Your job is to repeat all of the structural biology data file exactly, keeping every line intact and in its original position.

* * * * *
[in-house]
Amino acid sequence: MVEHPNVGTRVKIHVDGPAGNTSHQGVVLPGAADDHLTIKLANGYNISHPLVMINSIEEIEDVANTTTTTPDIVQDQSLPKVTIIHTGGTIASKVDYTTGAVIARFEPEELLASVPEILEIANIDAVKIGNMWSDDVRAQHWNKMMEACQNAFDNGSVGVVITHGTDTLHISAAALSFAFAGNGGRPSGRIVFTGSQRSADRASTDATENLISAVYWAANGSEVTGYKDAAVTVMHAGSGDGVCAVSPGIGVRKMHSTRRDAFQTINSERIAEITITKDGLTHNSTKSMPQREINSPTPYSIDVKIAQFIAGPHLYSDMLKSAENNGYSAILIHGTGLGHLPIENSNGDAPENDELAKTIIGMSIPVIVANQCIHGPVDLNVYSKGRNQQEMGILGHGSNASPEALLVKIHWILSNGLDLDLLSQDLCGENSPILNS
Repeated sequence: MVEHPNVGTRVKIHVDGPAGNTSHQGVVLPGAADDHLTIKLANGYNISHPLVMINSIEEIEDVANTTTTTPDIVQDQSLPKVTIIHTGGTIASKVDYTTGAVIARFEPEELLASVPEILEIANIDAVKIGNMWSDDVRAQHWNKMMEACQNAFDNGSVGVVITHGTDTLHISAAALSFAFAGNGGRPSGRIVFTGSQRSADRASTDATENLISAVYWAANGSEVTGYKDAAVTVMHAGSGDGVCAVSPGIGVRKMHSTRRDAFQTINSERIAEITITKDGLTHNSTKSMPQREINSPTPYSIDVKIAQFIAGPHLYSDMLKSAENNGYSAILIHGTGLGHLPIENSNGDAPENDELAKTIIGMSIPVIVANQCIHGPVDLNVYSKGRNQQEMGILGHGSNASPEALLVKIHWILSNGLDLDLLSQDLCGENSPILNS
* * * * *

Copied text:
[in-house]
Amino acid sequence: MVEHPNVGTRVKIHVDGPAGNTSHQGVVLPGAADDHLTIKLANGYNISHPLVMINSIEEIEDVANTTTTTPDIVQDQSLPKVTIIHTGGTIASKVDYTTGAVIARFEPEELLASVPEILEIANIDAVKIGNMWSDDVRAQHWNKMMEACQNAFDNGSVGVVITHGTDTLHISAAALSFAFAGNGGRPSGRIVFTGSQRSADRASTDATENLISAVYWAANGSEVTGYKDAAVTVMHAGSGDGVCAVSPGIGVRKMHSTRRDAFQTINSERIAEITITKDGLTHNSTKSMPQREINSPTPYSIDVKIAQFIAGPHLYSDMLKSAENNGYSAILIHGTGLGHLPIENSNGDAPENDELAKTIIGMSIPVIVANQCIHGPVDLNVYSKGRNQQEMGILGHGSNASPEALLVKIHWILSNGLDLDLLSQDLCGENSPILNS
Repeated sequence: MVEHPNVGTRVKIHVDGPAGNTSHQGVVLPGAADDHLTIKLANGYNISHPLVMINSIEEIEDVANTTTTTPDIVQDQSLPKVTIIHTGGTIASKVDYTTGAVIARFEPEELLASVPEILEIANIDAVKIGNMWSDDVRAQHWNKMMEACQNAFDNGSVGVVITHGTDTLHISAAALSFAFAGNGGRPSGRIVFTGSQRSADRASTDATENLISAVYWAANGSEVTGYKDAAVTVMHAGSGDGVCAVSPGIGVRKMHSTRRDAFQTINSERIAEITITKDGLTHNSTKSMPQREINSPTPYSIDVKIAQFIAGPHLYSDMLKSAENNGYSAILIHGTGLGHLPIENSNGDAPENDELAKTIIGMSIPVIVANQCIHGPVDLNVYSKGRNQQEMGILGHGSNASPEALLVKIHWILSNGLDLDLLSQDLCGENSPILNS